Ed Moses — a lion of West Coast American art who helped establish Los Angeles as a capital of abstract painting beginning in the 1950s and ’60s — died Wednesday evening at his home in Venice. His death was confirmed by his son Andy Moses to the Los Angeles Times on Thursday. Moses was 91.
Moses made his earliest mark at the influential Ferus Gallery, which stood on North La Cienega Boulevard in what is now West Hollywood. Ferus cultivated groundbreaking Southern California artwork with potent solo shows from Moses and contemporaries Wallace Berman, Billy Al Bengston, Robert Irwin, John Mason, Kenneth Price, Llyn Foulkes, Larry Bell and Ed Ruscha from 1957 to 1963. (Moses’ solo show was in 1958; Ferus shuttered in 1967.)
Among later milestones for Moses were a 1976 LACMA show, noted for its series of monochromatic red paintings in both abstract and cubist styles; inclusion in the 1991 Whitney Biennial; and a 2006 exhibit of Los Angeles artists at the Centre Georges Pompidou in Paris, of which Moses was a major focus.
Recent exhibitions of his art included a 2015 LACMA exhibit of his drawings from the ’60s and ’70s, as well as a survey celebrating his 90th birthday at William Turner Gallery in Santa Monica and a solo show at Albertz Benda Gallery in New York, both in 2016. He was one of the key artists in the group exhibition “Two Schools of Cool” at the Orange County Museum of Art in 2011-12.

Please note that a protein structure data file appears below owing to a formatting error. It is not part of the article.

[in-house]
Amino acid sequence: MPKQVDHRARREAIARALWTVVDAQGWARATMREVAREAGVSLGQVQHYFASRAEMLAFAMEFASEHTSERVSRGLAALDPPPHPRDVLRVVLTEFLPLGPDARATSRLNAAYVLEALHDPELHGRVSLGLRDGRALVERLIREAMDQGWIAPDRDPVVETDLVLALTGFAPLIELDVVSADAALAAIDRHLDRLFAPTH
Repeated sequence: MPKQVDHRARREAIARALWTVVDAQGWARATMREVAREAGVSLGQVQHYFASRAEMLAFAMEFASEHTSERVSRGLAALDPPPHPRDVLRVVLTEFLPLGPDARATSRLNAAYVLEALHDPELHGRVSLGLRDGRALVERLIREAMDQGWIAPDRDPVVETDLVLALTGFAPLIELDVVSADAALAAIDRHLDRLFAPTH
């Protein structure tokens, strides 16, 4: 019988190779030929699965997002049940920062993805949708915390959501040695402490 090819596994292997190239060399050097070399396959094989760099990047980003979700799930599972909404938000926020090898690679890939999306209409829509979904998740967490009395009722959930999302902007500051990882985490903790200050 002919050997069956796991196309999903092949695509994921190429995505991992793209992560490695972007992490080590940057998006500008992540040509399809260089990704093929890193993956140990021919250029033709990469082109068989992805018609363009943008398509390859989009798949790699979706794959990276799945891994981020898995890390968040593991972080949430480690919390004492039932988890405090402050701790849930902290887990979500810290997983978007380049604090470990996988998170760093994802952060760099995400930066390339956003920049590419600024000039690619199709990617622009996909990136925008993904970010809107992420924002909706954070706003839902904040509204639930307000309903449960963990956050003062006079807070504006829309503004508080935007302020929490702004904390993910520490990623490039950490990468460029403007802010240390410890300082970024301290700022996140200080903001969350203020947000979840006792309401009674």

“Ed was a force of nature — passionate, intense, restlessly curious, always in motion,” gallery owner William Turner said. “He loved painting — it was his way of leaving his mark on the world — and he was hard at it every day, right up to the last weeks of his life. Ed painted in the moment, without preconception, alert to the doors of possibility that opened by embracing chance and circumstance in the process of working.”
Moses, who was born on a boat as his mother voyaged from Hawaii to California, grew up in Compton, Torrance and Long Beach. He earned his MFA from UCLA in 1958, after beginning his studies at Long Beach City College and spending many years as an off-and-on student. He taught studio art at UC Irvine in the ’60s and UCLA in the ’70s. Moses had resided in Venice since the ’80s.
Moses’ work ranged from graphite drawings of floral patterns and geometric compositions to vibrant, slanted grids and vigorous, gestural brushwork on canvas. Admired for his prolific and continually evolving output, Moses’ steadfast view of art as exploration rather than expression — not to create something, but to find it —and his refusal to adapt a consistent, signature style perhaps obviated him from wider recognition.
“I’d like to make it very clear that I’m not creative,” Moses told L.A. Weekly’s Tibby Rothman in 2011, “and I’m not trying to express myself. I’m an explorer, I’m trying to discover things, discover the phenomenal world by examining it, by looking at it, playing with the materiality, pushing it around, shoving it, throwing it in the air.”
Moses is survived by his wife, Avilda Peters, two children and two grandchildren.